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Fireworks by Katie Cotugno – Oh my goodness — this book exactly what I needed in nineties-set novel about a fledgling pop girl group and the dreamy boy band they come to know. Y’all, if you’re not reading Katie Cotugno’s books, please start now. She’s so good. I adored my time with this third novel of hers very much. Main character Dana is cool and layered and easy to relate to, and her love interest, Alex, is fantastic. I loved the way their relationship unfurled — it’s equally romantic and realistic. I also enjoyed how the demise of Dana’s best friendship was portrayed; her “break-up” with Olivia rang very true, and is an issue I don’t see addressed often enough in young adult literature. Fireworks is another excellent summer story, perfect for the beach or pool, and a must-read for contemporary lovers, particularly those who were teens in the nineties. 😘

So? What’s the best book you read in May?

April Reading Wrap-Up

Two selections from my book club, and four remarkable YA novels.
Your TBR list is about to grow!

19161864Whiskey Tango Foxtrot by David Shafer – This is a hard book to review. Had my local book club not selected it for March, I never would have picked it up. That said, I did enjoy it, though it was hardly the “global thriller” its synopsis promised. Yes, there’s some spying, some advanced technology, some wild political occurrences, and a mysterious uprising, but that all comes second to what is essentially a character study. Leo, Mark, and Leila are all fascinating leads, charming and flawed in their own distinct ways, but — whoa — this is a long book with a lot of backstory, a lot of character development, a lot secret plotting, and… not much else. Plus, that ending. 🤔 Have you read WTF? If so, let me know what you thought in the comments — I’m curious!

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We Are Okay by Nina Lacour – The Disenchantments is one of my favorite YAs (a road trip story about a girl band — yes, please!) so I had high expectations for this college-set story. The two books are quite different, though they’re similar in their subtleness and their sensitivity. We Are Okay takes place over a few days, on an isolated and snowy New York campus, though it flashes back to the previous year in California often enough, chronicling the friendship-romance-demise of Marin and Mabel, two girls who share a tangible bond. I loved every moment I spent with these characters, though my very favorite thing about this story is the way it reflects life’s bittersweetness — how happiness can follow even the most tragic moments. Pick up We Are Okay if you enjoy enchanting prose and quiet but emotional books.

290083791You Don’t Know Me But I Know You by Rebecca Barrow (August 29, 2017) – I’m not even a little bit surprised by how much I enjoyed this contemporary YA; its author is lovely and wonderfully sharp, much like her debut. I really can’t pinpoint why, but it reminded me of my all-time favorite Judy Blume book, Just As Long As We’re Together (though You Don’t Know Me But I Know You is firmly YA). It’s the story of Audrey, a girl who finds herself accidentally pregnant — even though she and her boyfriend, Julian, have been careful — and is forced to make some seemingly impossible choices. It’s also about stretching friendships, unique families, and love of all sorts. Audrey’s voice is stellar — totally authentic, at times funny, and always forthright. I appreciated this novel’s exploration of circumstance versus choice, and I think its message is both courageous and important. Watch for it this August!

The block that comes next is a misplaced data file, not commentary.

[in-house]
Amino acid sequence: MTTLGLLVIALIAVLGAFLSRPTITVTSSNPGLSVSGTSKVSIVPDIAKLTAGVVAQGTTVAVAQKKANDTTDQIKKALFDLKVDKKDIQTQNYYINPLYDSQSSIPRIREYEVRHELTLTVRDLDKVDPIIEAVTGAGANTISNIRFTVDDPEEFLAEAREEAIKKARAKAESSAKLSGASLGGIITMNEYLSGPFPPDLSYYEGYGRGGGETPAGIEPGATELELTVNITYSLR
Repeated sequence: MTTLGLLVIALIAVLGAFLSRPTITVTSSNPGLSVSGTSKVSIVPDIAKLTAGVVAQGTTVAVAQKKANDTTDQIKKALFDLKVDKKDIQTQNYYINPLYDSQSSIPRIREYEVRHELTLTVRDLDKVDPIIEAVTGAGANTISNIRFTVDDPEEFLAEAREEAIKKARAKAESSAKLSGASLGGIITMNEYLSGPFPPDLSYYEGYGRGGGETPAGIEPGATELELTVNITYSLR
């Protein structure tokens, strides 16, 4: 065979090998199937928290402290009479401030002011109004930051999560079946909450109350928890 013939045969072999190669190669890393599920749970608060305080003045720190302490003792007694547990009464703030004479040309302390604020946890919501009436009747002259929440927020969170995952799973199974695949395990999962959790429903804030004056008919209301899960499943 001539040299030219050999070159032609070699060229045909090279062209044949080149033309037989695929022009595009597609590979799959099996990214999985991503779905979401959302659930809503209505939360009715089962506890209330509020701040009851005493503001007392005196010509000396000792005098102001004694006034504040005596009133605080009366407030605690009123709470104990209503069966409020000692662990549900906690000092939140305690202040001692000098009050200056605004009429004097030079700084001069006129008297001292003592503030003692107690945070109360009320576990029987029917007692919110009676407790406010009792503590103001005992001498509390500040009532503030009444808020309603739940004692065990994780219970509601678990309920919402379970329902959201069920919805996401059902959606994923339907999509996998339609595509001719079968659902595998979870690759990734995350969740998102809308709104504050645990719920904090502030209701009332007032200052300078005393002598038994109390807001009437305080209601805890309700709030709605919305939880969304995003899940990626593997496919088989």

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Tell Me Three Things by Julie Buxbaum – Well, this was adorable. If I can be frank for a moment, though — at first, I wasn’t sure I was going to like this contemporary YA. Its beginning is full of California stereotypes, and main character Jessie is pretty resentful about her circumstances. Her widower father’s just remarried, forcing a move from Chicago to L.A., completely uprooting his daughter. Luckily, Jessie grew on me super quick (come to find out, her personality is really similar to Teen Katy’s) and those stereotypes? Thoughtfully dismantled. Tell Me Three Things boasts a delightful secret romance, which definitely kept me engaged, and Jessie’s sense of humor is spot-on. I LOLed more than once. Give this one a read if you like your contemps fresh, fun, sex-positive, and full of voice.

32713479Seeking Mansfield by Kate Watson (May 16, 2017) – This YA debut is a retelling of Jane Austen’s Mansfield Park, and it’s wonderful. I’m a big fan of the “best friends turned sweethearts” trope, and author Kate Watson pulls it off fantastically. Finley and Oliver so obviously belong together (their chemistry is equal parts sweet and swoony), yet the obstacles keeping them apart are real and compelling. Seeking Mansfield isn’t all romance; there are some really interesting family dynamics at play, and when movie stars Emma and Harlan roll into town, there’s plenty of friendship angst, too. In fact, one of my favorite aspects of this novel is the affinity that develops between Finley and Emma. If you’re an Austen enthusiast, a theater lover, or a contemporary YA fan, grab a copy of Seeking Mansfield in just a few weeks!